The Most Common Cyber Security Risks For Small Businesses

Small Business Cyber Security

One of the biggest challenges of running a small business is protecting yourself from cyber security risks. You might think that only large companies are at risk. In reality, hackers also target small businesses because they have less stringent security measures and are unlikely to detect an attack or recover from it.

Cyber security risks are everywhere, and they’re growing in both number and sophistication. This is why you should safeguard your business against common risks that could cause considerable damage. Hence, hiring a managed IT security service provider like CP Cyber is a worthwhile option.

To protect your business, you should constantly be on the lookout for cyber security risks, which include the following:

 

1. Outdated Software

Software updates are important because they fix security vulnerabilities, improve performance, and add new features. Many small businesses don’t keep track of their software updates or update them on time. This exposes them to hackers who can exploit known security vulnerabilities in their operating system.

Here’s how software updates work. Technology improves daily, and hackers find new ways to hack into your system. You may think you’re using great software, but hackers eventually learn how to manipulate and access your system. Fortunately, once developers spot the weak link in their software, they make updates for your protection. 

If you don’t utilize those updates, your business may become vulnerable to fraudsters who hijack data, payment, and other critical information.

 

2. Weak Passwords

Weak passwords are a common cause of data breaches. Thus, enforcing a strong password policy is crucial to prevent cyberattacks. Without such a policy in place, employees are likely to use easy-to-guess passwords that give hackers easy access to your systems and networks. 

You need to educate your employees on creating and managing strong passwords. A strong password should be unique, not less than eight characters, and not contain any personal information. However, the user should be able to remember it easily and not tape it somewhere on their workstation. 

 

3. Viruses and Malware

Malicious software, commonly called ‘malware,’ includes viruses that can infect your computer, smartphone, tablet, or other devices. Malware can steal personal information (such as credit card numbers), damage your computer’s hard drive or crash it completely, collect data from your web browser (like passwords), or display unwanted advertising on your screen.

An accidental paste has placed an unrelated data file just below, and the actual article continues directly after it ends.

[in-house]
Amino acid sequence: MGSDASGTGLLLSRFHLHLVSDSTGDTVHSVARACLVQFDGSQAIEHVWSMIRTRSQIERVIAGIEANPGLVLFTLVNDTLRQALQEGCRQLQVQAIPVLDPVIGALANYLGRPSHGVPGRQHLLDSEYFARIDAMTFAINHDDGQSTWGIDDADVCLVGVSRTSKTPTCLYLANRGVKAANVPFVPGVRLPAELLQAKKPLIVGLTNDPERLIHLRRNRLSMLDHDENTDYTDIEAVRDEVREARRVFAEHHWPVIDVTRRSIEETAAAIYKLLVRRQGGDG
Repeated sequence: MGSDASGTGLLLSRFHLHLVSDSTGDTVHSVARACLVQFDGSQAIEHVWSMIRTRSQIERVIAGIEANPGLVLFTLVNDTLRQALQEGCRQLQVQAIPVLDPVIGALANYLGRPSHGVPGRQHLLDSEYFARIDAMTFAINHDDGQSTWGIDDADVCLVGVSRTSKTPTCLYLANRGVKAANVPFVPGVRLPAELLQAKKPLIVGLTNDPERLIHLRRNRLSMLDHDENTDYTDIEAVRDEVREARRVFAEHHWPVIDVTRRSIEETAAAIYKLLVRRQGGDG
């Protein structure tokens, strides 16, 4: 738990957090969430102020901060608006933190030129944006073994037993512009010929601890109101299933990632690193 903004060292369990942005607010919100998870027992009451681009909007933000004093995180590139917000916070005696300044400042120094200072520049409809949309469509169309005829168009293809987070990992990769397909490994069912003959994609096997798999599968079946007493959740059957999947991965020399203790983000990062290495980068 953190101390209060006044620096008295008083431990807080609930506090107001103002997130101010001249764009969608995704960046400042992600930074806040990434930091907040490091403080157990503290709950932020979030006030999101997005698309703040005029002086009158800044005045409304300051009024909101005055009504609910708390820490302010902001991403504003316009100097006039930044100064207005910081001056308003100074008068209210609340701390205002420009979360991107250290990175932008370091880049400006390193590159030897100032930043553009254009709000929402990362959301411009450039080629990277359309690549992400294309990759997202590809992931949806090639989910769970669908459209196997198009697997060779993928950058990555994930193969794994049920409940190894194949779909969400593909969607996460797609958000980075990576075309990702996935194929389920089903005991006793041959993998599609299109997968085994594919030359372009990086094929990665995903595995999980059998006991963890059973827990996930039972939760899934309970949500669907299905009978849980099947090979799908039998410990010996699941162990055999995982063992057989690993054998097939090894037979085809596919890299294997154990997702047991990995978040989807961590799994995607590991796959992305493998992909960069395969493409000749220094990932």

To protect your business, you must install antivirus software on your computers and mobile devices. You should also ensure they’re updated or can be automatically updated when there’s a new release. This will make it easier to spot and counterattack new viruses. In addition, be careful of the files you download from the internet. Double-check where you download and ensure it’s from a trusted source.

 

4. Phishing Scams

Phishing scams are another common cyber security risk for small businesses. Often, phishing targets don’t even know they’ve been scammed until it’s too late. 

Phishing refers to any attempt made by an attacker to gather information such as usernames and passwords or any other personal details. 

Phishing can be done via email or text message but typically through email because people are more likely to open emails from unknown sources than text and social media messages. However, be wary of grammatical and spelling errors, inappropriate tone, suspicious links or attachments, and spammy look, as these are usually indications of phishing emails.

Some phishing emails create a sense of urgency, like a family emergency. They’re all lies. Ignore them, don’t click on the links attached, as it’ll grant the sender access to your system to steal critical data.

 

5. Unpatched Mobile Devices

Start downloading antivirus software to protect yourself against mobile threats. Check with your phone provider and ensure they have a scanner that detects malware. You should install any updates as soon as they become available and avoid clicking on links or attachments from unknown sources. 

Finally, keep your device up-to-date by regularly updating its operating system. When your devices aren’t protected, anything connected to them becomes vulnerable too. For example, if your smartphone is connected to your work devices, hacking into your phone will give hackers access to your work devices and business data. This has serious consequences, as it could include your customers’ personal details.

Conclusion

The cybersecurity threat is real. You must understand the importance of cyber security and take the necessary steps to protect your website, data, and software. Doing so can help prevent devastating data breaches from affecting your company’s reputation and legacy.

Akeela Zahair
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